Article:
Catalog shopping was the pioneer to Amazon, and the Google search technique for frontier families in need of necessities in years past. A special exhibit at Sharlot Hall Museum opens this weekend that showcases the convenience and varied content available a century ago – not online, but through mail-order catalog purchases.
Richard Sears and Alvah Roebuck first published a catalog in the late 1880s that featured popular pocket watches. Julius Rosenwald joined the company in 1889, and expanded the “Book of Bargains” to include fashions and millinery products.
This became the foundation for Sears, Roebuck & Company’s mail-order enterprise, sent free to anyone who requested the catalog. For decades and even in the most remote of places, anyone could place an order for household goods that would be shipped to them.
“Unlike a general store or local mercantile that had limited choice and pricey merchandise, the catalog offered buyers a way to purchase mass-produced goods,” explained Kylin Cummings, curator of collections at the museum.
From its simple beginnings, the “Book of Bargains” became “The Great Price Maker” by 1908, with product offerings that included hats, handbags, undergarments and finished clothing.
By this time, offerings expanded further to include hair curling irons, kerosene lanterns, kitchen utensils, farm implements, and kitchen stoves. One could purchase a complete pre-built house, a carriage (horse-drawn and horseless), a bird cage, a violin, a farm wagon, a coffin or a grave headstone – all by post.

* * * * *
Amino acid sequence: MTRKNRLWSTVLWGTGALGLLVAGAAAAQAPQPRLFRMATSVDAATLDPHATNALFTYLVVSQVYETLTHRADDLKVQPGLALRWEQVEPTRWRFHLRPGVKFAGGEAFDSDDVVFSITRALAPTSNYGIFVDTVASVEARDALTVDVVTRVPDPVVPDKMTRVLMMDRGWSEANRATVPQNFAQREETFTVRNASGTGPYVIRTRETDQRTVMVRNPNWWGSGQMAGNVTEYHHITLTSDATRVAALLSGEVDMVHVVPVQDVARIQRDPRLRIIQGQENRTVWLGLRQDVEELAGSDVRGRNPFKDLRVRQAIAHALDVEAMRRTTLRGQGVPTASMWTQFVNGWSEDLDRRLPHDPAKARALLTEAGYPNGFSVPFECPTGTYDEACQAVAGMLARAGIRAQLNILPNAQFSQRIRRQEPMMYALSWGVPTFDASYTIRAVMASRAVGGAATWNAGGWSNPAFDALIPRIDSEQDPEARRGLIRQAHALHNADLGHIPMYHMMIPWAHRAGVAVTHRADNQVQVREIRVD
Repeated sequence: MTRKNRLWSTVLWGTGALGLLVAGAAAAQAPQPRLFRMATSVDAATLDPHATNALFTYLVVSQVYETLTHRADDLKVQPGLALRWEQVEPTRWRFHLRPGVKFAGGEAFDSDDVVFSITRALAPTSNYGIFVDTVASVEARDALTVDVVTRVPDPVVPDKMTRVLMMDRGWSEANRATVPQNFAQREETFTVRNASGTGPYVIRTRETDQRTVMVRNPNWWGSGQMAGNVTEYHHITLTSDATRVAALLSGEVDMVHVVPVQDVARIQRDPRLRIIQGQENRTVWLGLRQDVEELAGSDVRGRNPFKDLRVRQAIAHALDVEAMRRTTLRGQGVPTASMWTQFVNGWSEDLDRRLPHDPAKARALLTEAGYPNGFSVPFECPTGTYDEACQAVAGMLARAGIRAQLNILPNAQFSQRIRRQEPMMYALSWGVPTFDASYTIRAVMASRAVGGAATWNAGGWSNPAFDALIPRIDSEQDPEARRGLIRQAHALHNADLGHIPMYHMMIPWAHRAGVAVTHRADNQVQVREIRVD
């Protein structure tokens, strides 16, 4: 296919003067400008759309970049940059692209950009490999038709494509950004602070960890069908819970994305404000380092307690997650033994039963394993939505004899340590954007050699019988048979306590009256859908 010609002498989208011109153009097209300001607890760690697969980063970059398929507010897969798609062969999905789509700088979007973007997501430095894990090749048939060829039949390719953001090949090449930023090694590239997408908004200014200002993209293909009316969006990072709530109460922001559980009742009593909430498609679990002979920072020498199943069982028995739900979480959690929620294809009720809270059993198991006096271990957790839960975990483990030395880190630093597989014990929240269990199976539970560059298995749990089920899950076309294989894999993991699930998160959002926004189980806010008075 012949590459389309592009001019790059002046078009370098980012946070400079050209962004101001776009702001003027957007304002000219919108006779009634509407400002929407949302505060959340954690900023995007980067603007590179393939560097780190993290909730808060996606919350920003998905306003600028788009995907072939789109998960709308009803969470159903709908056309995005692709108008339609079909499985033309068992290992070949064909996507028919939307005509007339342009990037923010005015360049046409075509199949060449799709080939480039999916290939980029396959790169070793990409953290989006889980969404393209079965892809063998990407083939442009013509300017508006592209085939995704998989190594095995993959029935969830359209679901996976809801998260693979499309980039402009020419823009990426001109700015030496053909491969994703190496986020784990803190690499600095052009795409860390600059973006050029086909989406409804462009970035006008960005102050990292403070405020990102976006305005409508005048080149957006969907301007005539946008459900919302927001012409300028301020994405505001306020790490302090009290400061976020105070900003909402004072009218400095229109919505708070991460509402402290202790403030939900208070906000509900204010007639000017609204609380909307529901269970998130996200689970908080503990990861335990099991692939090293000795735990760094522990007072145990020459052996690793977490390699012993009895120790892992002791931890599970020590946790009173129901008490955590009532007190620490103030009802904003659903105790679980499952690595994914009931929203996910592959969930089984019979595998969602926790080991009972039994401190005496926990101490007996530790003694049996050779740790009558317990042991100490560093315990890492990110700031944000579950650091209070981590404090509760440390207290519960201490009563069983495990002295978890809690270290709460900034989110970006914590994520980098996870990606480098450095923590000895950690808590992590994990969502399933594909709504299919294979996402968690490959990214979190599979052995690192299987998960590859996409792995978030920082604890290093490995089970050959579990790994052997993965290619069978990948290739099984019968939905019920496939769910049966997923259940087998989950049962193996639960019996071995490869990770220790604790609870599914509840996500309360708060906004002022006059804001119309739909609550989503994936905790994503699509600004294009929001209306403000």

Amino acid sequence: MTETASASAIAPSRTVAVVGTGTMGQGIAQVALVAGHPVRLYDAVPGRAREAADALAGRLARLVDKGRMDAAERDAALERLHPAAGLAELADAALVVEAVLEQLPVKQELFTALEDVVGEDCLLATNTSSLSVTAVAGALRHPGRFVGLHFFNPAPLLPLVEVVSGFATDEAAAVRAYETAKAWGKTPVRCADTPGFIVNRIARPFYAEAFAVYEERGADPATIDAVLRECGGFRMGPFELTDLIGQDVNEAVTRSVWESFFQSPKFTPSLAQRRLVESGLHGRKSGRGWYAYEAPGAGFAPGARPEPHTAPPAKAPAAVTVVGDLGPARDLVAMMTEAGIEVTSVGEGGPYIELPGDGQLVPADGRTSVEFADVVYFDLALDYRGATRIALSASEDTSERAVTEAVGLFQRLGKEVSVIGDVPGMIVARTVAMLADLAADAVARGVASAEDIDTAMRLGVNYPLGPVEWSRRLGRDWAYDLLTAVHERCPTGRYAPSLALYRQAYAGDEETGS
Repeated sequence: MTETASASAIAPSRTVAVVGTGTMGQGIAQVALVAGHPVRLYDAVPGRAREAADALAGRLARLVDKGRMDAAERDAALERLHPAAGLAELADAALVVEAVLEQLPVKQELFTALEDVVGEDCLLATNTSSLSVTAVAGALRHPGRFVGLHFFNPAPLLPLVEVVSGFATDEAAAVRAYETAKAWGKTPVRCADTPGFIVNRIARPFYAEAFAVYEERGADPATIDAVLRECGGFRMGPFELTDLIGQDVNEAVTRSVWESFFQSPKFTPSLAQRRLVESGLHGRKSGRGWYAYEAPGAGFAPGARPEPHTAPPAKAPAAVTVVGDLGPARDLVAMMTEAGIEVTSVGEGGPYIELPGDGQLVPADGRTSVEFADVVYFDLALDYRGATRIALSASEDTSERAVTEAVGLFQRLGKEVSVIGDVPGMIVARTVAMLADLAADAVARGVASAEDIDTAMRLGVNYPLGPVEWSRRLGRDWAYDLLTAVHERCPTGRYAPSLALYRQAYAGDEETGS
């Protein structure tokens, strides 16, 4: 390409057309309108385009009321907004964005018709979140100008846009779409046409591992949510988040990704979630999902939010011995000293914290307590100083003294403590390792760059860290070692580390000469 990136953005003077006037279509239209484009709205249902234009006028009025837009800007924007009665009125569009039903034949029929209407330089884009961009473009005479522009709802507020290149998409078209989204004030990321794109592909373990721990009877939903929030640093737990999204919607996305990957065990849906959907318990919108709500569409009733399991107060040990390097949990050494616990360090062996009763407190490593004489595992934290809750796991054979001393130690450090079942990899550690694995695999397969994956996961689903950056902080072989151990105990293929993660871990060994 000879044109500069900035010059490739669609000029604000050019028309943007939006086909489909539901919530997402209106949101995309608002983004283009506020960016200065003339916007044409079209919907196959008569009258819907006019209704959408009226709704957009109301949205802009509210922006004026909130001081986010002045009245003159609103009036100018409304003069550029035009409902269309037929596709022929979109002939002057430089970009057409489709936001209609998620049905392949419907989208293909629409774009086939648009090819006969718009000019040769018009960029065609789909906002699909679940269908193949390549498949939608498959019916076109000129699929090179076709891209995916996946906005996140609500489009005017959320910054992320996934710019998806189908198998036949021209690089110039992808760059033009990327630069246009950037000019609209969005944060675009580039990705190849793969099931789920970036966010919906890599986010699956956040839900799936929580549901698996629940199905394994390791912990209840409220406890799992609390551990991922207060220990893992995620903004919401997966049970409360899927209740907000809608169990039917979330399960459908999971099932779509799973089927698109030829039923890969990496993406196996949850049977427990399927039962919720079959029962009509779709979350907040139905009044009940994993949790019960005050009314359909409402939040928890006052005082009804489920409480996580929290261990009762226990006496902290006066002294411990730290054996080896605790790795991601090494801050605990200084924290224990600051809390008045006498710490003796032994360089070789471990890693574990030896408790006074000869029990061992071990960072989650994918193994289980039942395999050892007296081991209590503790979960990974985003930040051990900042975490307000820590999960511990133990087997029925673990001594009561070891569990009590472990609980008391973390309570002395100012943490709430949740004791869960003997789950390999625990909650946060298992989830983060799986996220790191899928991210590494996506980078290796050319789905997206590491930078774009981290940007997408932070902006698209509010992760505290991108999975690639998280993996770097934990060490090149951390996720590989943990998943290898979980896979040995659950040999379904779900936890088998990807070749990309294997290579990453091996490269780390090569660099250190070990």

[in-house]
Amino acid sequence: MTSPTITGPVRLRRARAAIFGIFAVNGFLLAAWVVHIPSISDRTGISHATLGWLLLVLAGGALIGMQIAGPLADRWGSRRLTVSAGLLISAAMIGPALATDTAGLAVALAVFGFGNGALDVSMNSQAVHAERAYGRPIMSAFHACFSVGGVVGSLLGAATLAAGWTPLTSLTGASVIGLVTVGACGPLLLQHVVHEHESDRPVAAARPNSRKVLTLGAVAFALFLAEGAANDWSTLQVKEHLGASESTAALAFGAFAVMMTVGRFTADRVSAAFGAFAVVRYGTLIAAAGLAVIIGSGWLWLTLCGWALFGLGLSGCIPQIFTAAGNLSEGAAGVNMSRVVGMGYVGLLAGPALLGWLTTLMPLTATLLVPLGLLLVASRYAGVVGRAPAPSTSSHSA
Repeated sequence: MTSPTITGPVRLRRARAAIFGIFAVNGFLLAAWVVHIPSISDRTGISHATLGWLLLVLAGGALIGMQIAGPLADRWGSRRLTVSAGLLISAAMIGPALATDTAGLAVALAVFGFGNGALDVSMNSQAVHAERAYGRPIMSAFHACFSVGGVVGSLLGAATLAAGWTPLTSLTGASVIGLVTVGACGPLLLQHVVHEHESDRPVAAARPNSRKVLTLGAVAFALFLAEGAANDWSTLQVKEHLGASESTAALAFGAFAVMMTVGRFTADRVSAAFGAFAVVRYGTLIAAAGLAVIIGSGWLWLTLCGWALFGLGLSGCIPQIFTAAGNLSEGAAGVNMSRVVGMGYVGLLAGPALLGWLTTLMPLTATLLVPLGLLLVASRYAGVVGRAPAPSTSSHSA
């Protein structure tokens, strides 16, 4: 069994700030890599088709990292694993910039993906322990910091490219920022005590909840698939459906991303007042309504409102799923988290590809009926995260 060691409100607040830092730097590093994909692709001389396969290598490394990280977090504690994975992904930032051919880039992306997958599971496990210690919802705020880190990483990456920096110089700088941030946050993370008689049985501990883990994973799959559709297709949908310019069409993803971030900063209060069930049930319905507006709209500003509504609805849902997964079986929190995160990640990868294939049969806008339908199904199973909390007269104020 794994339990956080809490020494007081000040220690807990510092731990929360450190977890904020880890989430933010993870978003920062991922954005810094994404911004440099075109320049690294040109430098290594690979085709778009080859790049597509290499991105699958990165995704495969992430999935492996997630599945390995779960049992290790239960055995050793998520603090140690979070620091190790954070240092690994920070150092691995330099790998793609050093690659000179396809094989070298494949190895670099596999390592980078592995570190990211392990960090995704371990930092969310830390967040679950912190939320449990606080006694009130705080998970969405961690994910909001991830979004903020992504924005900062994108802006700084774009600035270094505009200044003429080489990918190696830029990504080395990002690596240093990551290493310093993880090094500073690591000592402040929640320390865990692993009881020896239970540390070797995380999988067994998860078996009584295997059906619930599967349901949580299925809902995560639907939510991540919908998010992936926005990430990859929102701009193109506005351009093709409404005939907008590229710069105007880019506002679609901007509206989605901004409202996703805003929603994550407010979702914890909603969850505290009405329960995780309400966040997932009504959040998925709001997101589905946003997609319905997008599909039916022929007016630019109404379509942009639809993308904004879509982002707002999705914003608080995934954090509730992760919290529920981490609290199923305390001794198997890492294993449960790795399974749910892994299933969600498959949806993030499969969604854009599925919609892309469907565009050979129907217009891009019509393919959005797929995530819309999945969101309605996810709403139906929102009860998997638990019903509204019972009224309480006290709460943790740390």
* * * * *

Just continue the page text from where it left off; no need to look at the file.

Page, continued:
The mini-exhibit reflects the diversity of merchandise available through the cabinet, “including the prices,” said Cummings noting that the order form was so complicated that “it was like filling out a tax return.”
“So common was the Sears, Roebuck catalog,” continued Cummings, “that it was very common for them to be wish-list reading in the house, and for use in out-houses as toilet paper when times were tough.
The special exhibit is in the foyer of the Lawler Center at Sharlot Hall Museum, and is available for inspection during normal hours. The museum is located at 415 W. Gurley Street, and is open Monday to Saturday, 10 a.m. to 4 p.m., and Sunday, noon to 4 p.m.
Information provided by Sharlot Hall.